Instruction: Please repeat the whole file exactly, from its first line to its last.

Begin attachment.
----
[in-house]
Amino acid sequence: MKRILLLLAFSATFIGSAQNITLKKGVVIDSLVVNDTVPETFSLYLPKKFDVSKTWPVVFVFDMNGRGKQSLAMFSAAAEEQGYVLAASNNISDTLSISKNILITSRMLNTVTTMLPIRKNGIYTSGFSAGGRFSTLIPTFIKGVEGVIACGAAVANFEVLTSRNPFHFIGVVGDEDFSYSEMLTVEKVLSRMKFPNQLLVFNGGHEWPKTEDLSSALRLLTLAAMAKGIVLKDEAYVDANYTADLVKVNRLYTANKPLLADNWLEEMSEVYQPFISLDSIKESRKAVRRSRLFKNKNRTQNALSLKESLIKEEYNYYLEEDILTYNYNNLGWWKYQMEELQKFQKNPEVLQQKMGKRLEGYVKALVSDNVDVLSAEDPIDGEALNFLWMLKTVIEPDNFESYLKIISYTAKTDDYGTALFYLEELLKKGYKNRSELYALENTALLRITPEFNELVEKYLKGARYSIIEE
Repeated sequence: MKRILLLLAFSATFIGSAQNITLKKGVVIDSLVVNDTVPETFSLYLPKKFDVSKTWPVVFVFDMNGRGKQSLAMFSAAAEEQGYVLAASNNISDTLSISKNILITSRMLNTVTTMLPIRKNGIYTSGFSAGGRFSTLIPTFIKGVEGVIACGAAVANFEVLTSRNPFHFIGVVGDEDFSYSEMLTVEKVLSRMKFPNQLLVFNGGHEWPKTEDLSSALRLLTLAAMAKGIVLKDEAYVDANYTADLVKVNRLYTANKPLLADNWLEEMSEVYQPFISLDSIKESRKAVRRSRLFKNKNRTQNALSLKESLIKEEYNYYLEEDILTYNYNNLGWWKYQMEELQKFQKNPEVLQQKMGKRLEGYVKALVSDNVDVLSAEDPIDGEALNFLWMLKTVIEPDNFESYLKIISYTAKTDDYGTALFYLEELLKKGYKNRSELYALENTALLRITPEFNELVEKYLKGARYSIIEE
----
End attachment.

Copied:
[in-house]
Amino acid sequence: MKRILLLLAFSATFIGSAQNITLKKGVVIDSLVVNDTVPETFSLYLPKKFDVSKTWPVVFVFDMNGRGKQSLAMFSAAAEEQGYVLAASNNISDTLSISKNILITSRMLNTVTTMLPIRKNGIYTSGFSAGGRFSTLIPTFIKGVEGVIACGAAVANFEVLTSRNPFHFIGVVGDEDFSYSEMLTVEKVLSRMKFPNQLLVFNGGHEWPKTEDLSSALRLLTLAAMAKGIVLKDEAYVDANYTADLVKVNRLYTANKPLLADNWLEEMSEVYQPFISLDSIKESRKAVRRSRLFKNKNRTQNALSLKESLIKEEYNYYLEEDILTYNYNNLGWWKYQMEELQKFQKNPEVLQQKMGKRLEGYVKALVSDNVDVLSAEDPIDGEALNFLWMLKTVIEPDNFESYLKIISYTAKTDDYGTALFYLEELLKKGYKNRSELYALENTALLRITPEFNELVEKYLKGARYSIIEE
Repeated sequence: MKRILLLLAFSATFIGSAQNITLKKGVVIDSLVVNDTVPETFSLYLPKKFDVSKTWPVVFVFDMNGRGKQSLAMFSAAAEEQGYVLAASNNISDTLSISKNILITSRMLNTVTTMLPIRKNGIYTSGFSAGGRFSTLIPTFIKGVEGVIACGAAVANFEVLTSRNPFHFIGVVGDEDFSYSEMLTVEKVLSRMKFPNQLLVFNGGHEWPKTEDLSSALRLLTLAAMAKGIVLKDEAYVDANYTADLVKVNRLYTANKPLLADNWLEEMSEVYQPFISLDSIKESRKAVRRSRLFKNKNRTQNALSLKESLIKEEYNYYLEEDILTYNYNNLGWWKYQMEELQKFQKNPEVLQQKMGKRLEGYVKALVSDNVDVLSAEDPIDGEALNFLWMLKTVIEPDNFESYLKIISYTAKTDDYGTALFYLEELLKKGYKNRSELYALENTALLRITPEFNELVEKYLKGARYSIIEE